The flow diagram of the MAKECRC subroutine is described in FIG. 9. The MAKECRC subroutine begins by saving A, B and X registers in order to restore these values after the MAKECRC subroutine has been performed. The program points to the current CRC word and loads the loop counter to the value eight. The CRC word is comprised of two bytes, each eight bits long. The loop counter keeps track of the number of times the CRC word is rotated as is described below. In keeping with well known practice, the current CRC word is updated after each bit, so that only the remainder is retained, and the following steps are used to successively compute the CRC for each bit of the character: (1) exclusive-OR character register and least significant byte of current CRC word; (2) if least significant bit of result equals 1, exclusive-OR 4002 Hex and current CRC word, overwriting current CRC word; (3) perform right circular bit rotation on current CRC word, overwriting current CRC word; (4) perform logical right shift of character register by one bit location. The program loops through the above described steps until the loop counter is decremented to zero or eight times. At this time the A, B and X registers are restored to their original values and the program returns to set a carry flag as described in the receive character RCHAR subroutine, FIG. 8.
While we have described in this preferred embodiment a particular subroutine which creates a CRC word, it is obvious that any of the other ways to create CRC words or other error check codes which are well-known in the art can be used with equal success.
The check CRC (CHKCRC) subroutine flow diagram is described in FIG. 10. The CHKCRC subroutine begins by clearing the zero flag to zero. The zero flag is similar to the carry flag used in other subroutines; it is a flag which is set or cleared depending upon the conditions and does not change when the program is returned from one subroutine to the calling subroutine, but records the results of the particular subroutine or operation. The program then compares the received CRC word with the CRC word generated by the MAKECRC subroutine. If the CRC words are not identical, the program returns to the calling subroutine and the zero flag remains set to zero. If the two CRC words are identical, the program then sets the zero flag to a one before the program returns to a calling subroutine.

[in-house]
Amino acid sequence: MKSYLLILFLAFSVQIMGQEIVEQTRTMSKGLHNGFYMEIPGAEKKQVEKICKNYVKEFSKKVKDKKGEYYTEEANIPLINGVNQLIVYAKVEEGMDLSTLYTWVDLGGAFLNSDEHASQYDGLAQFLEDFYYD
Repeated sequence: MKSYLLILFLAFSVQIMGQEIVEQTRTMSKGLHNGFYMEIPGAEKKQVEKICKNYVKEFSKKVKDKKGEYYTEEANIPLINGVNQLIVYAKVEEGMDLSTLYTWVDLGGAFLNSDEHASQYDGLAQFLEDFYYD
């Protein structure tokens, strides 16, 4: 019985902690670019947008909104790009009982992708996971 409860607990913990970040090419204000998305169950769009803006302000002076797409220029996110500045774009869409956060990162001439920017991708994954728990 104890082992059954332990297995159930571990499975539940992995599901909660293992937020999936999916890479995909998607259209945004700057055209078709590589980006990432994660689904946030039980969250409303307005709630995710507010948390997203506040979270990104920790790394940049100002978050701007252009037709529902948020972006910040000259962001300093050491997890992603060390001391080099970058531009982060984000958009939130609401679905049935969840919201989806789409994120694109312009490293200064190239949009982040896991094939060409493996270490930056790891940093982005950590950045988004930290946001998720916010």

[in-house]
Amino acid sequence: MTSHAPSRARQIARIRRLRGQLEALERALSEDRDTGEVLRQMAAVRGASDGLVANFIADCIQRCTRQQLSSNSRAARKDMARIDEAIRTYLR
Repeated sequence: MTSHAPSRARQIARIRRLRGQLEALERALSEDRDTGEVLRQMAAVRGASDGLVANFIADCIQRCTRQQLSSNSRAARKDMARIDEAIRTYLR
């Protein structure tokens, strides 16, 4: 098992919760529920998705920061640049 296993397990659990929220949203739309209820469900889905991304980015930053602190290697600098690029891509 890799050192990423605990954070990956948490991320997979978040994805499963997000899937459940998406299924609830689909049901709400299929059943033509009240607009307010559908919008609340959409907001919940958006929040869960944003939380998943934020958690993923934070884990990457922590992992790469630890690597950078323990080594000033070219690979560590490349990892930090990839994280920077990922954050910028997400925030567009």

The check serial number (CHKSER) subroutine flow diagram is described in FIG. 11. The CHKSER subroutine begins by setting the zero flag to zero and then compares the received serial number to the original serial number stored within the microprocessor. The assigned serial number is a uniquely coded word of 2 bytes of 8 bits programmed into the EEPROM and is used to uniquely identify the intelligent transducer. The serial number code is contained in each command sent by the controller along the common data bus. Since all of the intelligent transducers will receive the same commands, each intelligent transducer will inspect the serial number portion of the command to determine whether the command is directed to itself or some other intelligent transducer. If the received serial number is not identical to the assigned serial number, then the program returns to the calling subroutine while the zero flag remains set to zero. If the received serial number is identical to the assigned serial number, the program then sets the zero flag to a one before returning to the calling subroutine. This enables the calling subroutine to continue on towards interpreting or carrying out the received commands.
The transmit message (TMSG) subroutine flow diagram is described in FIG. 12. The TMSG subroutine begins by performing the transmit circuit enable (XMITE) subroutine. The flow diagram of the XMITE subroutine is described in FIG. 13. The XMITE subroutine enables the transmit portion of the Transmit/Receive buffer hardware to send data from the TxD transmit port of the microprocessor, pin 21. The TMSG subroutine then loads the Start of Header character (SOH). Each character of the message will then be transmitted serially. This is performed after the SOH character has been loaded by performing the transmit character (TCHARN) subroutine. The TCHARN subroutine flow diagram is shown in FIG. 14 and is one of the two transmit character subroutines described in this preferred embodiment. The other transmit character subroutine TCHAR calls from within its subroutine the MAKECRC subroutine while the TCHARN subroutine does not. The TCHAR subroutine is shown in FIG. 15 and the MAKECRC subroutine is shown in FIG. 9.